https://homeofficemedia.blog.gov.uk/2017/11/27/home-office-in-the-media-27-november-2017/

Home Office in the media: 27 November 2017

Home Office in the media

Today’s Home Office stories of interest include coverage around child grooming by drug gangs, BAME arrests, funding for the Metropolitan Police and catering in Yarl’s Wood Immigration Removal Centre.

Child Grooming by drug gangs

According to an investigation by The Times, thousands of children are being used as drug runners in a practice known as ‘county lines’, where criminals attempt to avoid prosecution by grooming children to carry Class A drugs. Their recruitment process has been likened to the abusive and exploitative practices used in Rochdale and Rotherham.

The National Crime Agency (NCA) is quoted as saying the issue is “out of control”. NCA officers claim they have identified more than 700 cases.

Please contact the NCA's press office for more information.

BAME arrests

The Independent reports that 26 per cent of child arrests were youngsters from minority ethnic backgrounds, more than double the proportion of BAME people in the UK.

The figures, disclosed by a Freedom of Information request, show 22,579 black or ethnic minority under 18s were arrested last year out of a total of 87,529. David Lammy is quoted as saying the statistics were of “real concern”, and Diane Abbot has called the number of arrests “appalling”.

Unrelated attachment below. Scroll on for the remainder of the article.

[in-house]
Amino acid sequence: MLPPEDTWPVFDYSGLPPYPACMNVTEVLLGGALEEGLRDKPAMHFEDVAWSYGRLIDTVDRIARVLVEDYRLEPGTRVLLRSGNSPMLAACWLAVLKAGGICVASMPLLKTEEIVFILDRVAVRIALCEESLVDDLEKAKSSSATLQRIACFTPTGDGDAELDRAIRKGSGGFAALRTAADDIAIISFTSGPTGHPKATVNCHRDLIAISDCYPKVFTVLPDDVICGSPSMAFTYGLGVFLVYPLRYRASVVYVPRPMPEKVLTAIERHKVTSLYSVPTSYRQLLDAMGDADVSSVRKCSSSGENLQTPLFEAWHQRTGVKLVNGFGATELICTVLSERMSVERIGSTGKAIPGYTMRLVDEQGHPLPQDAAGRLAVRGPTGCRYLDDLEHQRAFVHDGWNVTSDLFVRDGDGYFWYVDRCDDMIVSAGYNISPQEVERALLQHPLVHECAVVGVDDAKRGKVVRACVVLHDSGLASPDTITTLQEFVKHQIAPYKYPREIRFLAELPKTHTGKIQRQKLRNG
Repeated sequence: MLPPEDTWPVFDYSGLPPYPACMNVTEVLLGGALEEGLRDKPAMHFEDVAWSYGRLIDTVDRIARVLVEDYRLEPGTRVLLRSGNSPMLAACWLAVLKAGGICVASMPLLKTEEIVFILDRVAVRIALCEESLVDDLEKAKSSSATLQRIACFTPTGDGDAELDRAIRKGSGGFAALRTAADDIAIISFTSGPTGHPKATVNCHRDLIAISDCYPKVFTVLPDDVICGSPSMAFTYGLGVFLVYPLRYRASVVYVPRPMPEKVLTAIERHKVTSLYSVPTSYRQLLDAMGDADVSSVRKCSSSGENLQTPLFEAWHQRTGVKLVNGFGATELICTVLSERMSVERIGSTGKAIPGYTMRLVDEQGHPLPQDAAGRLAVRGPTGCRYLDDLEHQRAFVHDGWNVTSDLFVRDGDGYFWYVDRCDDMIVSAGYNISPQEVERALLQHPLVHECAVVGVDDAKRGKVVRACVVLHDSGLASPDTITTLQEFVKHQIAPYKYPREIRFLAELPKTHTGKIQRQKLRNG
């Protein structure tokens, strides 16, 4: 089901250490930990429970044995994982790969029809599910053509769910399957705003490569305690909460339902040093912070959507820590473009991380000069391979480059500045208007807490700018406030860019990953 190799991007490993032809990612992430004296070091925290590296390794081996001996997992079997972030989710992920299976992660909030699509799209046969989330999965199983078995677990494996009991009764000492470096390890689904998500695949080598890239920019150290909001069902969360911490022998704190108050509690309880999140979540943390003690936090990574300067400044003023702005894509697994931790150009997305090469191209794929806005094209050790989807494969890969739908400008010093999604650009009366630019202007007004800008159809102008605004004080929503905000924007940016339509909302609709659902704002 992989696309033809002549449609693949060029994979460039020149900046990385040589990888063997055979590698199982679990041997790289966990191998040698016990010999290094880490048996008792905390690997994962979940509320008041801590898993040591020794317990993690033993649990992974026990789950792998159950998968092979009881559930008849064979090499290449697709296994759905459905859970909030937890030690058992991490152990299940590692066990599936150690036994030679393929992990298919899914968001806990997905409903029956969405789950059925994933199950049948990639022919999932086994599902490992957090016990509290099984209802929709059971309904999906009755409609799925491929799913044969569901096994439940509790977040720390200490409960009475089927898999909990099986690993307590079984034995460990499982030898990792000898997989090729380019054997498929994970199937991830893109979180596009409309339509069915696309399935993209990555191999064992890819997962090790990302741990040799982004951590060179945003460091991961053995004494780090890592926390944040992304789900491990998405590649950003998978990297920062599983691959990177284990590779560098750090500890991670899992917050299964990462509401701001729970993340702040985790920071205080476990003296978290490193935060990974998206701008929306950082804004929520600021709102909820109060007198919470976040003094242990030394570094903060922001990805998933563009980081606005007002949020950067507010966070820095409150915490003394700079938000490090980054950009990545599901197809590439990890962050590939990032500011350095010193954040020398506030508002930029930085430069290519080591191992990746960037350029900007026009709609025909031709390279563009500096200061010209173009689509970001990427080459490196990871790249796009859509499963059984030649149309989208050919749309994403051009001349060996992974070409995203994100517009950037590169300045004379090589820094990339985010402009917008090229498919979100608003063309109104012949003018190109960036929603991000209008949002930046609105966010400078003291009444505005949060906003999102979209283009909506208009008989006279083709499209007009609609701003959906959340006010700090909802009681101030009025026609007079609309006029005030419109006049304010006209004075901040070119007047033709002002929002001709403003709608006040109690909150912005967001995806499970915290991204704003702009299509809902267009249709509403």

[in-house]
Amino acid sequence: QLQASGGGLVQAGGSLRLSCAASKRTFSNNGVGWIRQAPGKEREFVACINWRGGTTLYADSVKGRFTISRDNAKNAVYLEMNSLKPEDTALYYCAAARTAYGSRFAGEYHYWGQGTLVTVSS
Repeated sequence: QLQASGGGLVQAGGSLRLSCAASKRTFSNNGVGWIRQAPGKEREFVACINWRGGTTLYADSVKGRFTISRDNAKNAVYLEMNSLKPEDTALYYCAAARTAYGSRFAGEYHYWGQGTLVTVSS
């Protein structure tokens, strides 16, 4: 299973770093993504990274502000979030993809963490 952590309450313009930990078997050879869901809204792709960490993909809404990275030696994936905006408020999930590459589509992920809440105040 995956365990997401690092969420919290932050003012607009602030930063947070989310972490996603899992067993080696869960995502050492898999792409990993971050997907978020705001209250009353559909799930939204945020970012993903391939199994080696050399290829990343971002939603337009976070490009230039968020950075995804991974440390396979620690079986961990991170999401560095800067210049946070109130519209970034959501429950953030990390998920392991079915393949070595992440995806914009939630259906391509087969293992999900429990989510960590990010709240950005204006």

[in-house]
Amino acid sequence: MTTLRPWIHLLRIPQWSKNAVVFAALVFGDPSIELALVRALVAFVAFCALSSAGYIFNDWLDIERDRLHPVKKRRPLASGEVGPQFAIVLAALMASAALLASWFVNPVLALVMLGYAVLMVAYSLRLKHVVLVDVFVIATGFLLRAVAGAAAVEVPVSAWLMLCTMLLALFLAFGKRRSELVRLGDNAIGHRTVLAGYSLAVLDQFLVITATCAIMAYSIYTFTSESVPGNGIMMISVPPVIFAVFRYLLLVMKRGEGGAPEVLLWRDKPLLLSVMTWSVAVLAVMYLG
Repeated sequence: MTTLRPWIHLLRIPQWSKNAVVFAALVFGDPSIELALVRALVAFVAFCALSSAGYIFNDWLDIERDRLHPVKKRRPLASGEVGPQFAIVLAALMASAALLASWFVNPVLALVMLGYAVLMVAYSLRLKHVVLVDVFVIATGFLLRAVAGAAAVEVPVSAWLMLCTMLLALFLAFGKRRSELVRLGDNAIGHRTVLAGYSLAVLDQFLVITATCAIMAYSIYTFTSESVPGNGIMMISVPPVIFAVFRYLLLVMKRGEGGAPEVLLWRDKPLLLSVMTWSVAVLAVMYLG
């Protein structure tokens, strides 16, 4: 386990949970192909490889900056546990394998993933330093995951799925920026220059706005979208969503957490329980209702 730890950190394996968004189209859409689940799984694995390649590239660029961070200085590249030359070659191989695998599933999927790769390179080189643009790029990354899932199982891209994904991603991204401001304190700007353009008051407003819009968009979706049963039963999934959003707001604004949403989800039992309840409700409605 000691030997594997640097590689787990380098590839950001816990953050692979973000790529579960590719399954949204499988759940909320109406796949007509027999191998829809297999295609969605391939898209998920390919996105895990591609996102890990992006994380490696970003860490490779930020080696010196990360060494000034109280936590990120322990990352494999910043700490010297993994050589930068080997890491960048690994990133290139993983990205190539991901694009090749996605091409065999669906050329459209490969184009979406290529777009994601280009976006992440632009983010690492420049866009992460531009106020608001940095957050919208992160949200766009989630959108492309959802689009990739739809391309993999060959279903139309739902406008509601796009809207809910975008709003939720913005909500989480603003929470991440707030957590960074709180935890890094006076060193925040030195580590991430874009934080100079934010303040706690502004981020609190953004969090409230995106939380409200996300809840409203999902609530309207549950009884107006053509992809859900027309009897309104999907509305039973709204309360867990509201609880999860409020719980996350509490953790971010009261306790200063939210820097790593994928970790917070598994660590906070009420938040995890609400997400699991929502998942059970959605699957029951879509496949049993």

The government’s response to the story can be found below.

A Government spokesperson said:

Discrimination is as unacceptable in the criminal justice system as it is anywhere else - race and ethnicity cannot be used as justification for an arrest.

The Government is committed to shining a light on injustice as never before which is why we published the Race Disparity Audit last month and will confront the issues it raised.

We are looking carefully at the recommendations in David Lammy's review.

 

Mayor of London on police and counter-terror funding

The Mayor of London, Sadiq Khan, has criticised the Chancellor for not mentioning counter-terrorism and police funding in last week’s Budget. Writing in the Metro, the Mr Khan claims the police have faced “deep real-terms cuts” and that the Metropolitan Police has made savings of £600m in savings over the last seven years.

The Home Office’s response to the story can be found below.

A Home Office spokesperson said:

The Metropolitan Police is receiving over £2.5billion in taxpayer's money this financial year and this Government has protected overall police spending in real terms since the 2015 Spending Review. In March 2017 the Metropolitan Police Service had reserves of £240.2m and there are more officers for each Londoner than anywhere else in the country.

We recognise that demand on the police is changing, and we are very sensitive to the pressure they are under. That is why we are reviewing demand and resilience, as well as police plans for greater efficiency and prudent use of over £1.6billion financial reserves. The Metropolitan Police were found to "Require Improvement” in its PEEL Efficiency inspection.

Catering in Yarl’s Wood

The Daily Mail reports on catering services in Yarl’s Wood Immigration Removal Centre. The piece claims that Serco, the firm which runs the centre, has been urged to improve its catering following a report by the HM Inspectorate of Prisons (HMIP). According to the piece, the inspectors criticised the “cultural diversity” of the cuisine.

The Home Office’s response to the story can be found below.

A Home Office spokesperson said:

Detention and removal are essential parts of effective immigration controls. It is vital these are carried out with dignity and respect and we take the welfare of our detainees very seriously.

We welcome the Chief Inspector of Prisons' recognition that improvements have been made at the centre and we are taking action to address the recommendations.

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